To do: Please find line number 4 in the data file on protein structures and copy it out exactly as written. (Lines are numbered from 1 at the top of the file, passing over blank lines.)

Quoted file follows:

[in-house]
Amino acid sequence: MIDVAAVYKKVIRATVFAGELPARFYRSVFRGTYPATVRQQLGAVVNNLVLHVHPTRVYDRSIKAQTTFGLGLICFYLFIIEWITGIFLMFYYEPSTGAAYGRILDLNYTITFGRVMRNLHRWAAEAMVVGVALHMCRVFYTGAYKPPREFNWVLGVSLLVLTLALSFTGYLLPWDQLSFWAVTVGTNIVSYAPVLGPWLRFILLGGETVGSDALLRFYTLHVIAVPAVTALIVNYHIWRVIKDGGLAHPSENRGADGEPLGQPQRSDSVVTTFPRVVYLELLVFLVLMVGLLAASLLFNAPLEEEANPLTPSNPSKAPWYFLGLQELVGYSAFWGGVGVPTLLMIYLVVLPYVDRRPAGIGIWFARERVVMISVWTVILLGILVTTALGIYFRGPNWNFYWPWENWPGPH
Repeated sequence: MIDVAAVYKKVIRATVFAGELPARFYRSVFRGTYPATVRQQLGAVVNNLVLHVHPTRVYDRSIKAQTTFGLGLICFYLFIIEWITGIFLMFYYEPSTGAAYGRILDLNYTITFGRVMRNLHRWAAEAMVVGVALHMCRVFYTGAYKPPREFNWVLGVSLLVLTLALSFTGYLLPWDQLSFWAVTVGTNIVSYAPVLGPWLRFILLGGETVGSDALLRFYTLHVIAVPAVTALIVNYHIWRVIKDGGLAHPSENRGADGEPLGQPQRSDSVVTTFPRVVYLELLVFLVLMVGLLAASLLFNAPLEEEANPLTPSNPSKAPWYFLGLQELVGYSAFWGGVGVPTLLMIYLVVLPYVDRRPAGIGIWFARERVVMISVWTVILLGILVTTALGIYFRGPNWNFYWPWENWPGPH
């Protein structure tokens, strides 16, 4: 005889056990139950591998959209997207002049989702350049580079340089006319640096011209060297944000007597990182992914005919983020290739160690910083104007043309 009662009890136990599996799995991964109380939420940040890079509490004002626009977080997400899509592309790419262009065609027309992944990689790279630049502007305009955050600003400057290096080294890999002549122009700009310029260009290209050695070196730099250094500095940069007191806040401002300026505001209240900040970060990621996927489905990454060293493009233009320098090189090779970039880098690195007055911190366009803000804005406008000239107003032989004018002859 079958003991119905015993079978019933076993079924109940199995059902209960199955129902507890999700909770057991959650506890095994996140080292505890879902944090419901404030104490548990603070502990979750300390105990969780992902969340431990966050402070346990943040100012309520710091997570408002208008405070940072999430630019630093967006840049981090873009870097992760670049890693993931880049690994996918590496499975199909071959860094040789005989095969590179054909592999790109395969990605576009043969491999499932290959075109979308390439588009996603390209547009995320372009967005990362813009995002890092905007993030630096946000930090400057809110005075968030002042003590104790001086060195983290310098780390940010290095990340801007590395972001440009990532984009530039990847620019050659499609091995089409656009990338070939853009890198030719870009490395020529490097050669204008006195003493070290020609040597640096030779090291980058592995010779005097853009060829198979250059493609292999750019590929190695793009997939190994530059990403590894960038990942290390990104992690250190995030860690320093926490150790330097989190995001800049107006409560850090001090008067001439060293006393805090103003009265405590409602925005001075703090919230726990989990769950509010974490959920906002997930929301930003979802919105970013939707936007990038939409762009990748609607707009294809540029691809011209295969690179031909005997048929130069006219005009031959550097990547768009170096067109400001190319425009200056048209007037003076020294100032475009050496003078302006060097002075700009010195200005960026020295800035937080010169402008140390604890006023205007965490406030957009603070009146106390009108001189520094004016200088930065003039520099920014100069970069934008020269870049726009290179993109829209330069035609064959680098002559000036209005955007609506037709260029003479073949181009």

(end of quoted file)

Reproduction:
């Protein structure tokens, strides 16, 4: 005889056990139950591998959209997207002049989702350049580079340089006319640096011209060297944000007597990182992914005919983020290739160690910083104007043309 009662009890136990599996799995991964109380939420940040890079509490004002626009977080997400899509592309790419262009065609027309992944990689790279630049502007305009955050600003400057290096080294890999002549122009700009310029260009290209050695070196730099250094500095940069007191806040401002300026505001209240900040970060990621996927489905990454060293493009233009320098090189090779970039880098690195007055911190366009803000804005406008000239107003032989004018002859 079958003991119905015993079978019933076993079924109940199995059902209960199955129902507890999700909770057991959650506890095994996140080292505890879902944090419901404030104490548990603070502990979750300390105990969780992902969340431990966050402070346990943040100012309520710091997570408002208008405070940072999430630019630093967006840049981090873009870097992760670049890693993931880049690994996918590496499975199909071959860094040789005989095969590179054909592999790109395969990605576009043969491999499932290959075109979308390439588009996603390209547009995320372009967005990362813009995002890092905007993030630096946000930090400057809110005075968030002042003590104790001086060195983290310098780390940010290095990340801007590395972001440009990532984009530039990847620019050659499609091995089409656009990338070939853009890198030719870009490395020529490097050669204008006195003493070290020609040597640096030779090291980058592995010779005097853009060829198979250059493609292999750019590929190695793009997939190994530059990403590894960038990942290390990104992690250190995030860690320093926490150790330097989190995001800049107006409560850090001090008067001439060293006393805090103003009265405590409602925005001075703090919230726990989990769950509010974490959920906002997930929301930003979802919105970013939707936007990038939409762009990748609607707009294809540029691809011209295969690179031909005997048929130069006219005009031959550097990547768009170096067109400001190319425009200056048209007037003076020294100032475009050496003078302006060097002075700009010195200005960026020295800035937080010169402008140390604890006023205007965490406030957009603070009146106390009108001189520094004016200088930065003039520099920014100069970069934008020269870049726009290179993109829209330069035609064959680098002559000036209005955007609506037709260029003479073949181009």